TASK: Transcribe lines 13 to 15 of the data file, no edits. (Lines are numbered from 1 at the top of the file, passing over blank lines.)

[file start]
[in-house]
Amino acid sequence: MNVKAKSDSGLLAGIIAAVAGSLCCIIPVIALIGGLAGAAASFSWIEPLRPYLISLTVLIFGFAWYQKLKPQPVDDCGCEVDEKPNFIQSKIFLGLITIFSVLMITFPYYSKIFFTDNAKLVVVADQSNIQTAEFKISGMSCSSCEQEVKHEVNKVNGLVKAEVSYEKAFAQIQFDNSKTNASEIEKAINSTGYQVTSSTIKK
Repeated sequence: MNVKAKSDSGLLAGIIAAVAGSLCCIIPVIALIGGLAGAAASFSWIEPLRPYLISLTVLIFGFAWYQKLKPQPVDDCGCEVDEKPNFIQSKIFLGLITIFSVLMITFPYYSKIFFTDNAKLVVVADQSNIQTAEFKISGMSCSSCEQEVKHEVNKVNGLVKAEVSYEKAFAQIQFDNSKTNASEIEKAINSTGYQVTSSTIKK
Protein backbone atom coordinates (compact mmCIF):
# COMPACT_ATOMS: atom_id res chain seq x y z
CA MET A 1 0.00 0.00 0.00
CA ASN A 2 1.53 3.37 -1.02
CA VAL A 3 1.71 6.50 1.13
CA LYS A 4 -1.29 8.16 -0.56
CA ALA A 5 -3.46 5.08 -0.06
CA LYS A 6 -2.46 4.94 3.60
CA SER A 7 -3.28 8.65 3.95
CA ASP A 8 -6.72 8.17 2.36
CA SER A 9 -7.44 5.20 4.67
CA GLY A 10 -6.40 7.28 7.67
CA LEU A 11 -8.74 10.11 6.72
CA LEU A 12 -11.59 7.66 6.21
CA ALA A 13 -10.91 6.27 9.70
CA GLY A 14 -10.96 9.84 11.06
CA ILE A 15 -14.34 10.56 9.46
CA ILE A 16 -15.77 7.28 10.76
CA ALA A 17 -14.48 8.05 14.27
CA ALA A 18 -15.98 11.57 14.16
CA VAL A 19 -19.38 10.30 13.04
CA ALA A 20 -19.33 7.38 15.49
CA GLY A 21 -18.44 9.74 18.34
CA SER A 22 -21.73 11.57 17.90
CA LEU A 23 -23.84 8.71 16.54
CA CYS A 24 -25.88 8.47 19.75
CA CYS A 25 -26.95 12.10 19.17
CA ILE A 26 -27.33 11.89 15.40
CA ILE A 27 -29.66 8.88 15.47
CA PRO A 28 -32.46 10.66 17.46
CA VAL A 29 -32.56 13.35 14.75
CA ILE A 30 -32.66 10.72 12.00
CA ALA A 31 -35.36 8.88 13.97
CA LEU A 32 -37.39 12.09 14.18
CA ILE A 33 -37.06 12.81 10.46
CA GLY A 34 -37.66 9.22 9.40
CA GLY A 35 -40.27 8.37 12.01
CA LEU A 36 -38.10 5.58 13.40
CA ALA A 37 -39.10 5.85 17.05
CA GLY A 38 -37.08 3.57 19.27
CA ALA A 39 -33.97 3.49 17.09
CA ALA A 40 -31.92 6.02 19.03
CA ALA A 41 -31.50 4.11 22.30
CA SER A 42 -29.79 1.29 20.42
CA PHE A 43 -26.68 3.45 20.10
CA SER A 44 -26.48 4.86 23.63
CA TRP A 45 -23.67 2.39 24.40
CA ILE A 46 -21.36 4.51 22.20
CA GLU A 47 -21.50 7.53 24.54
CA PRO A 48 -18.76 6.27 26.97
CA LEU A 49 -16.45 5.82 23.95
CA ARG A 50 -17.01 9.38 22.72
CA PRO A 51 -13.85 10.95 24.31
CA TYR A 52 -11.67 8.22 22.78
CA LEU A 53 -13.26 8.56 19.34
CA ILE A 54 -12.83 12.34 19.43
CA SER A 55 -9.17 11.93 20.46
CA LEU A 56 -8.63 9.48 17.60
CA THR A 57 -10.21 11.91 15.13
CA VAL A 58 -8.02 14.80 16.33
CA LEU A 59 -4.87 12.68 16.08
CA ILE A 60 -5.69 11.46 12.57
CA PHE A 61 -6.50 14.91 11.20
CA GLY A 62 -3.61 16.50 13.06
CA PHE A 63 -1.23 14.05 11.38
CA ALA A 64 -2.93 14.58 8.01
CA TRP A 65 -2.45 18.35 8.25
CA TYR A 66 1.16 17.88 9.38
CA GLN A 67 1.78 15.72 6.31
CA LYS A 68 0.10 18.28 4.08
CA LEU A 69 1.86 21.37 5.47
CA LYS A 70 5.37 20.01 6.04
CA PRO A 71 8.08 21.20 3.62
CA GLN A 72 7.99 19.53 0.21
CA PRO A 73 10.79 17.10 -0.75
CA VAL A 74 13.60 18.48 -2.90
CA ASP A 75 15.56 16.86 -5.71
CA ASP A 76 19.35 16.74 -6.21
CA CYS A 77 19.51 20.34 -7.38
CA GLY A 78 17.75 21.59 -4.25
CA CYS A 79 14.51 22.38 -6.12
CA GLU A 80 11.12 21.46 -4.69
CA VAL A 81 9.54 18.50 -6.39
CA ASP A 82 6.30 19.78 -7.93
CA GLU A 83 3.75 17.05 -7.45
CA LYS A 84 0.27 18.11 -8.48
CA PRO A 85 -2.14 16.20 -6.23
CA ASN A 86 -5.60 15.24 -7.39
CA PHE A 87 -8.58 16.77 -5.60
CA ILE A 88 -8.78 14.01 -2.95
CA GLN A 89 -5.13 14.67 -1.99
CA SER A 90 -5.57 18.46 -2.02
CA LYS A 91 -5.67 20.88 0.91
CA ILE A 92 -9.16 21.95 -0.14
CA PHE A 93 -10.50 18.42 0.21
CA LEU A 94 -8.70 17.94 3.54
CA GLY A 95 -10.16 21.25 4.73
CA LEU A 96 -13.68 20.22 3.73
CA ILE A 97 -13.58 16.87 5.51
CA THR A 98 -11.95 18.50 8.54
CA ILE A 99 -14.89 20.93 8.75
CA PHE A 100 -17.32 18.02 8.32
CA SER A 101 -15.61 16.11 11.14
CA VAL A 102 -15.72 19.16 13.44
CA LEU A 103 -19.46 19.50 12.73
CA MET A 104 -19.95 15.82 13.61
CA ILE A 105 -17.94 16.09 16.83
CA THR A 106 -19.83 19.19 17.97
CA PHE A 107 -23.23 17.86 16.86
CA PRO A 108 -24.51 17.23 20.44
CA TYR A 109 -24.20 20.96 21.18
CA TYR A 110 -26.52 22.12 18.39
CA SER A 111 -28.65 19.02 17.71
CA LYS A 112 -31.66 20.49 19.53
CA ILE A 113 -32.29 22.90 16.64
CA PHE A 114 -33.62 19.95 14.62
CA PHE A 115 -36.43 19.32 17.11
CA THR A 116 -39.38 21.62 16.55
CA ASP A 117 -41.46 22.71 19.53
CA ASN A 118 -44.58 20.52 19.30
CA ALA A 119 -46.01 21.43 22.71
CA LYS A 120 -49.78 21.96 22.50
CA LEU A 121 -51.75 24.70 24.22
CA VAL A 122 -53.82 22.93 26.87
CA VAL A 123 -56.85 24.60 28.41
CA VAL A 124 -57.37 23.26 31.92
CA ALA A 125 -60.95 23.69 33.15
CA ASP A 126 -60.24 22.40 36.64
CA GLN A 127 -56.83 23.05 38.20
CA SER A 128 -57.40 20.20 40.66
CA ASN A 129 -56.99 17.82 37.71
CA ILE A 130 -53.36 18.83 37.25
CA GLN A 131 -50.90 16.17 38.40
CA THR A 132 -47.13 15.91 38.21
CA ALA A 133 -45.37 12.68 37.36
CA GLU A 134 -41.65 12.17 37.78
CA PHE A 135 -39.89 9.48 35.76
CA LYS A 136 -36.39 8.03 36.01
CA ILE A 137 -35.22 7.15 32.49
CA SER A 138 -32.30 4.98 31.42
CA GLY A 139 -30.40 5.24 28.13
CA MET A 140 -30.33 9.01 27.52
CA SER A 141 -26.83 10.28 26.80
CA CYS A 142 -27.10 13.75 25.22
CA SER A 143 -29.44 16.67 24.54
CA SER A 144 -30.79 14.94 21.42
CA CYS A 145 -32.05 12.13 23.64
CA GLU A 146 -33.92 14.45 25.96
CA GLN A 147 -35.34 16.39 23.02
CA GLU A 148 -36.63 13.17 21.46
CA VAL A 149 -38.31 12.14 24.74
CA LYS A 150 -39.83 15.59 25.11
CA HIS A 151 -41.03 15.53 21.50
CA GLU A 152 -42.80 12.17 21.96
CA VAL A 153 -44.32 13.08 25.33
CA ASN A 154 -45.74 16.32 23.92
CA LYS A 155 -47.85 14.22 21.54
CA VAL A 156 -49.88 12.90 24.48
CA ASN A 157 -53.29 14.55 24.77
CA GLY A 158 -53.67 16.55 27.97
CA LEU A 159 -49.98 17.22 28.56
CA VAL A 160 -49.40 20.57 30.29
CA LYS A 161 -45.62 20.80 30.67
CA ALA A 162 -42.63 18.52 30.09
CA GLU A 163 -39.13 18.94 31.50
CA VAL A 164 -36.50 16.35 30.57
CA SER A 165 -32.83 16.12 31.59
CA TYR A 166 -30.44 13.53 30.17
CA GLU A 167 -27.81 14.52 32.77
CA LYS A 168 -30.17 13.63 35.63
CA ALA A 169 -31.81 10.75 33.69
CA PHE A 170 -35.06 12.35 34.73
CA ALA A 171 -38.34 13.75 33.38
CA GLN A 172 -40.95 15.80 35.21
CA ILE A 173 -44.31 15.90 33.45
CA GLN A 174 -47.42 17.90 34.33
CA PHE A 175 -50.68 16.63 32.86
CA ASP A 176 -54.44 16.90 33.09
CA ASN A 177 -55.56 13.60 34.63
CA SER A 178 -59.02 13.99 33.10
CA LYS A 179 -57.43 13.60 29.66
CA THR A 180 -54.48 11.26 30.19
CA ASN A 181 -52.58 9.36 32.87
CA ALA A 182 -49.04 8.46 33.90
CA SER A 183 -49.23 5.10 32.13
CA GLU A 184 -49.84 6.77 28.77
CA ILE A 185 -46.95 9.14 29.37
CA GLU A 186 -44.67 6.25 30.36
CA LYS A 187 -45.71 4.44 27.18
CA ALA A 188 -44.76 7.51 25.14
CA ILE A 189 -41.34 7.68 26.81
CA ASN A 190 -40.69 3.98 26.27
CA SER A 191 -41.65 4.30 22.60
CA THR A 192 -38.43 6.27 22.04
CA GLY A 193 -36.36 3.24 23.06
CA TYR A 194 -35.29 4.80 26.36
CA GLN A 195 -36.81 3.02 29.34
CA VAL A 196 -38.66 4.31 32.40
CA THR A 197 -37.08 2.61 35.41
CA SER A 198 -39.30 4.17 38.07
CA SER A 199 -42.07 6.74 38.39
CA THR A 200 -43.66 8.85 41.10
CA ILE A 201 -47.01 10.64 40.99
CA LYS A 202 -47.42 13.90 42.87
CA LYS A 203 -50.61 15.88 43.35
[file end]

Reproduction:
CA ASP A 8 -6.72 8.17 2.36
CA SER A 9 -7.44 5.20 4.67
CA GLY A 10 -6.40 7.28 7.67